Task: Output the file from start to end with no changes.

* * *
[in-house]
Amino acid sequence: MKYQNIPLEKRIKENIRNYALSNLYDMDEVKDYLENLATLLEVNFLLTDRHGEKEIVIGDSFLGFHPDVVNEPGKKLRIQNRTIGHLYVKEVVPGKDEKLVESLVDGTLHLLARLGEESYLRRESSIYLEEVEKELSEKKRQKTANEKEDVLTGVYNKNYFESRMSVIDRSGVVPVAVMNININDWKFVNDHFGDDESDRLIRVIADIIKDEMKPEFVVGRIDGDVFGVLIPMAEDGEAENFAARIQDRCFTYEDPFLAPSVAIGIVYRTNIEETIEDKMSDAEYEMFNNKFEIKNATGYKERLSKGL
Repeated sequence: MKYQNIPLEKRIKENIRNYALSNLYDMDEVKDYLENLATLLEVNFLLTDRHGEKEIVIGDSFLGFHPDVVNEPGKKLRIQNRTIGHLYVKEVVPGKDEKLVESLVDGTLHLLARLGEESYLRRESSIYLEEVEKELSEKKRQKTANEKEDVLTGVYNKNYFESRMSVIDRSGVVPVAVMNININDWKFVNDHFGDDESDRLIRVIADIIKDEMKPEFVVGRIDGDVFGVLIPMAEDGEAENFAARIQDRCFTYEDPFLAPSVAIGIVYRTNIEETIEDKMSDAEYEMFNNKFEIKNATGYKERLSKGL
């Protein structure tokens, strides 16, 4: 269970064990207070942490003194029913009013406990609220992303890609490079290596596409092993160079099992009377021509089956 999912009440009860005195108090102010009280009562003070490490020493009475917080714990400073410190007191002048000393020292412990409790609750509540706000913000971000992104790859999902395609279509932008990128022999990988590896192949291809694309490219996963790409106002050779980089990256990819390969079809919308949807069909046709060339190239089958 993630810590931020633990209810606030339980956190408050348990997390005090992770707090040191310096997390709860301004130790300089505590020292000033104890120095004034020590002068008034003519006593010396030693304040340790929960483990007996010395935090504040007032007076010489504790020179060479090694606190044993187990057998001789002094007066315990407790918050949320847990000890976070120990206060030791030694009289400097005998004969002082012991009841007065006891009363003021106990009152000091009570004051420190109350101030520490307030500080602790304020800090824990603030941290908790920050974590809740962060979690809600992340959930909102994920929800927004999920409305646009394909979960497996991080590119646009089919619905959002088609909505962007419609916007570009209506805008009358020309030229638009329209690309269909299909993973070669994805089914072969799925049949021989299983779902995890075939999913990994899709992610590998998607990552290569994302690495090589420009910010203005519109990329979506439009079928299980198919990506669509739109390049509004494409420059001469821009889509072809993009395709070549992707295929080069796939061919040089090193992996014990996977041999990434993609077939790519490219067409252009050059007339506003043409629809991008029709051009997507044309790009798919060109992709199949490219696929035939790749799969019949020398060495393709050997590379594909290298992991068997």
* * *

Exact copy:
[in-house]
Amino acid sequence: MKYQNIPLEKRIKENIRNYALSNLYDMDEVKDYLENLATLLEVNFLLTDRHGEKEIVIGDSFLGFHPDVVNEPGKKLRIQNRTIGHLYVKEVVPGKDEKLVESLVDGTLHLLARLGEESYLRRESSIYLEEVEKELSEKKRQKTANEKEDVLTGVYNKNYFESRMSVIDRSGVVPVAVMNININDWKFVNDHFGDDESDRLIRVIADIIKDEMKPEFVVGRIDGDVFGVLIPMAEDGEAENFAARIQDRCFTYEDPFLAPSVAIGIVYRTNIEETIEDKMSDAEYEMFNNKFEIKNATGYKERLSKGL
Repeated sequence: MKYQNIPLEKRIKENIRNYALSNLYDMDEVKDYLENLATLLEVNFLLTDRHGEKEIVIGDSFLGFHPDVVNEPGKKLRIQNRTIGHLYVKEVVPGKDEKLVESLVDGTLHLLARLGEESYLRRESSIYLEEVEKELSEKKRQKTANEKEDVLTGVYNKNYFESRMSVIDRSGVVPVAVMNININDWKFVNDHFGDDESDRLIRVIADIIKDEMKPEFVVGRIDGDVFGVLIPMAEDGEAENFAARIQDRCFTYEDPFLAPSVAIGIVYRTNIEETIEDKMSDAEYEMFNNKFEIKNATGYKERLSKGL
């Protein structure tokens, strides 16, 4: 269970064990207070942490003194029913009013406990609220992303890609490079290596596409092993160079099992009377021509089956 999912009440009860005195108090102010009280009562003070490490020493009475917080714990400073410190007191002048000393020292412990409790609750509540706000913000971000992104790859999902395609279509932008990128022999990988590896192949291809694309490219996963790409106002050779980089990256990819390969079809919308949807069909046709060339190239089958 993630810590931020633990209810606030339980956190408050348990997390005090992770707090040191310096997390709860301004130790300089505590020292000033104890120095004034020590002068008034003519006593010396030693304040340790929960483990007996010395935090504040007032007076010489504790020179060479090694606190044993187990057998001789002094007066315990407790918050949320847990000890976070120990206060030791030694009289400097005998004969002082012991009841007065006891009363003021106990009152000091009570004051420190109350101030520490307030500080602790304020800090824990603030941290908790920050974590809740962060979690809600992340959930909102994920929800927004999920409305646009394909979960497996991080590119646009089919619905959002088609909505962007419609916007570009209506805008009358020309030229638009329209690309269909299909993973070669994805089914072969799925049949021989299983779902995890075939999913990994899709992610590998998607990552290569994302690495090589420009910010203005519109990329979506439009079928299980198919990506669509739109390049509004494409420059001469821009889509072809993009395709070549992707295929080069796939061919040089090193992996014990996977041999990434993609077939790519490219067409252009050059007339506003043409629809991008029709051009997507044309790009798919060109992709199949490219696929035939790749799969019949020398060495393709050997590379594909290298992991068997």